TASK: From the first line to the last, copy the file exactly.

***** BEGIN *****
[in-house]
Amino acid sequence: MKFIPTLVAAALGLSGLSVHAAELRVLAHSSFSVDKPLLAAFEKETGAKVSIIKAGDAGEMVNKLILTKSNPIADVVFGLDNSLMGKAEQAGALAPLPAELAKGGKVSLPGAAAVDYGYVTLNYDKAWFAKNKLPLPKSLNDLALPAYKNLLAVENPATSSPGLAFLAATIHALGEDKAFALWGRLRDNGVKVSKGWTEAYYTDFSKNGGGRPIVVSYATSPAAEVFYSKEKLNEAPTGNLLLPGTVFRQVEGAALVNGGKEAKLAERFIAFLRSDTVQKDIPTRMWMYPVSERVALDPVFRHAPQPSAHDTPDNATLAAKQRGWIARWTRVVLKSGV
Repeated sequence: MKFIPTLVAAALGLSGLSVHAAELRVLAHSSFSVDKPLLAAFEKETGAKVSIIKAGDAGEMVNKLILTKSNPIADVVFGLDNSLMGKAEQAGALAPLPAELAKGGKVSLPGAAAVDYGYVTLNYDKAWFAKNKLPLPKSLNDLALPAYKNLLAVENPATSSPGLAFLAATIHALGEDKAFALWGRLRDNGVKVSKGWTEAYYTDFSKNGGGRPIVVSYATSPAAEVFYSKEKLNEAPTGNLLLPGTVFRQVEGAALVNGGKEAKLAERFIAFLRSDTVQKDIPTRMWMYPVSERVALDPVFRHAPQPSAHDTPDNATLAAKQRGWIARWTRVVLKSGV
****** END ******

[in-house]
Amino acid sequence: MKFIPTLVAAALGLSGLSVHAAELRVLAHSSFSVDKPLLAAFEKETGAKVSIIKAGDAGEMVNKLILTKSNPIADVVFGLDNSLMGKAEQAGALAPLPAELAKGGKVSLPGAAAVDYGYVTLNYDKAWFAKNKLPLPKSLNDLALPAYKNLLAVENPATSSPGLAFLAATIHALGEDKAFALWGRLRDNGVKVSKGWTEAYYTDFSKNGGGRPIVVSYATSPAAEVFYSKEKLNEAPTGNLLLPGTVFRQVEGAALVNGGKEAKLAERFIAFLRSDTVQKDIPTRMWMYPVSERVALDPVFRHAPQPSAHDTPDNATLAAKQRGWIARWTRVVLKSGV
Repeated sequence: MKFIPTLVAAALGLSGLSVHAAELRVLAHSSFSVDKPLLAAFEKETGAKVSIIKAGDAGEMVNKLILTKSNPIADVVFGLDNSLMGKAEQAGALAPLPAELAKGGKVSLPGAAAVDYGYVTLNYDKAWFAKNKLPLPKSLNDLALPAYKNLLAVENPATSSPGLAFLAATIHALGEDKAFALWGRLRDNGVKVSKGWTEAYYTDFSKNGGGRPIVVSYATSPAAEVFYSKEKLNEAPTGNLLLPGTVFRQVEGAALVNGGKEAKLAERFIAFLRSDTVQKDIPTRMWMYPVSERVALDPVFRHAPQPSAHDTPDNATLAAKQRGWIARWTRVVLKSGV